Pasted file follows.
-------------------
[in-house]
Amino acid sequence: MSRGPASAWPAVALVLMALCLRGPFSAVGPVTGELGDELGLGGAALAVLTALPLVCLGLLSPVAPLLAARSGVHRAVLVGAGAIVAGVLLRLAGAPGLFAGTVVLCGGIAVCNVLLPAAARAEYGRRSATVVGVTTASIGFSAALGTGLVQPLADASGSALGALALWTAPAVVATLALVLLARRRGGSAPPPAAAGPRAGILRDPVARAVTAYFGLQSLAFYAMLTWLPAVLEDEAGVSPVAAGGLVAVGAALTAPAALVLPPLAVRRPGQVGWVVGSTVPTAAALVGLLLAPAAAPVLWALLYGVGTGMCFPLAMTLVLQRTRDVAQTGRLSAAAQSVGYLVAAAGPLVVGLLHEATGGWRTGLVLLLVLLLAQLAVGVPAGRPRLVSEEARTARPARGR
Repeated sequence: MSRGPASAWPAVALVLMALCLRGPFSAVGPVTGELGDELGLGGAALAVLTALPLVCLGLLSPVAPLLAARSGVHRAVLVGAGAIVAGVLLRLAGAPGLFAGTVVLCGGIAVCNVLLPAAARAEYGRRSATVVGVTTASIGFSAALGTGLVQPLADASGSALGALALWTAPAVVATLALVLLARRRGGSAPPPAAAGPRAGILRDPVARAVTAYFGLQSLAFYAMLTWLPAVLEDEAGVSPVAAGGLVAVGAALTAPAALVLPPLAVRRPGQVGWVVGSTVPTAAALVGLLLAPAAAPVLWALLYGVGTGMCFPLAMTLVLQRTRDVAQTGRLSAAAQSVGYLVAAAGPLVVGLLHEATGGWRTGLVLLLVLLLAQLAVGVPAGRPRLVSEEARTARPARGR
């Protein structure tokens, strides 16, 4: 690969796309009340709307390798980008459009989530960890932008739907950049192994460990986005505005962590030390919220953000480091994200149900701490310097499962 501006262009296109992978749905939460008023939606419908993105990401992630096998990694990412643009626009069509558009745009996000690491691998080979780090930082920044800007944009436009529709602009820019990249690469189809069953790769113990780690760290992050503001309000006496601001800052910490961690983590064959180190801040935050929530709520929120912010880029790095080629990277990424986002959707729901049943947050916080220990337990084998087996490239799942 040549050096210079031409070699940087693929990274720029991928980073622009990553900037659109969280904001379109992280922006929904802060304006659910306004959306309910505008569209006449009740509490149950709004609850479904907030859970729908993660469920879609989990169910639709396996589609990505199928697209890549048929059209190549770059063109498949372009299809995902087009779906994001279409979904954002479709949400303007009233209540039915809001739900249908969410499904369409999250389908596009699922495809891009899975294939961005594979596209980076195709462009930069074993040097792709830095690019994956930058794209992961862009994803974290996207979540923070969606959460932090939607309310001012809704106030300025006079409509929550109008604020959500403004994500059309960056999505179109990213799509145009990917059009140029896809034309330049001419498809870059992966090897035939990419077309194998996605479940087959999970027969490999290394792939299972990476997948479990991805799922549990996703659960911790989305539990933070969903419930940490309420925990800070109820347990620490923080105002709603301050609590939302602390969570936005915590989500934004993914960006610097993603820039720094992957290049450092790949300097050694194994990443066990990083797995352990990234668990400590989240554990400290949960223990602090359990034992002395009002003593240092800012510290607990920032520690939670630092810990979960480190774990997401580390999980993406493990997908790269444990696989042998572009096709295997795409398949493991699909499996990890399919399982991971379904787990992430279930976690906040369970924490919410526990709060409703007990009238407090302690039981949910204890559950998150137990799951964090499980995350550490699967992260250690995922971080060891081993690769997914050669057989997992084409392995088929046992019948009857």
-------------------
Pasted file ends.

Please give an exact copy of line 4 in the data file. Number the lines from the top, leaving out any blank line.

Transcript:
């Protein structure tokens, strides 16, 4: 690969796309009340709307390798980008459009989530960890932008739907950049192994460990986005505005962590030390919220953000480091994200149900701490310097499962 501006262009296109992978749905939460008023939606419908993105990401992630096998990694990412643009626009069509558009745009996000690491691998080979780090930082920044800007944009436009529709602009820019990249690469189809069953790769113990780690760290992050503001309000006496601001800052910490961690983590064959180190801040935050929530709520929120912010880029790095080629990277990424986002959707729901049943947050916080220990337990084998087996490239799942 040549050096210079031409070699940087693929990274720029991928980073622009990553900037659109969280904001379109992280922006929904802060304006659910306004959306309910505008569209006449009740509490149950709004609850479904907030859970729908993660469920879609989990169910639709396996589609990505199928697209890549048929059209190549770059063109498949372009299809995902087009779906994001279409979904954002479709949400303007009233209540039915809001739900249908969410499904369409999250389908596009699922495809891009899975294939961005594979596209980076195709462009930069074993040097792709830095690019994956930058794209992961862009994803974290996207979540923070969606959460932090939607309310001012809704106030300025006079409509929550109008604020959500403004994500059309960056999505179109990213799509145009990917059009140029896809034309330049001419498809870059992966090897035939990419077309194998996605479940087959999970027969490999290394792939299972990476997948479990991805799922549990996703659960911790989305539990933070969903419930940490309420925990800070109820347990620490923080105002709603301050609590939302602390969570936005915590989500934004993914960006610097993603820039720094992957290049450092790949300097050694194994990443066990990083797995352990990234668990400590989240554990400290949960223990602090359990034992002395009002003593240092800012510290607990920032520690939670630092810990979960480190774990997401580390999980993406493990997908790269444990696989042998572009096709295997795409398949493991699909499996990890399919399982991971379904787990992430279930976690906040369970924490919410526990709060409703007990009238407090302690039981949910204890559950998150137990799951964090499980995350550490699967992260250690995922971080060891081993690769997914050669057989997992084409392995088929046992019948009857």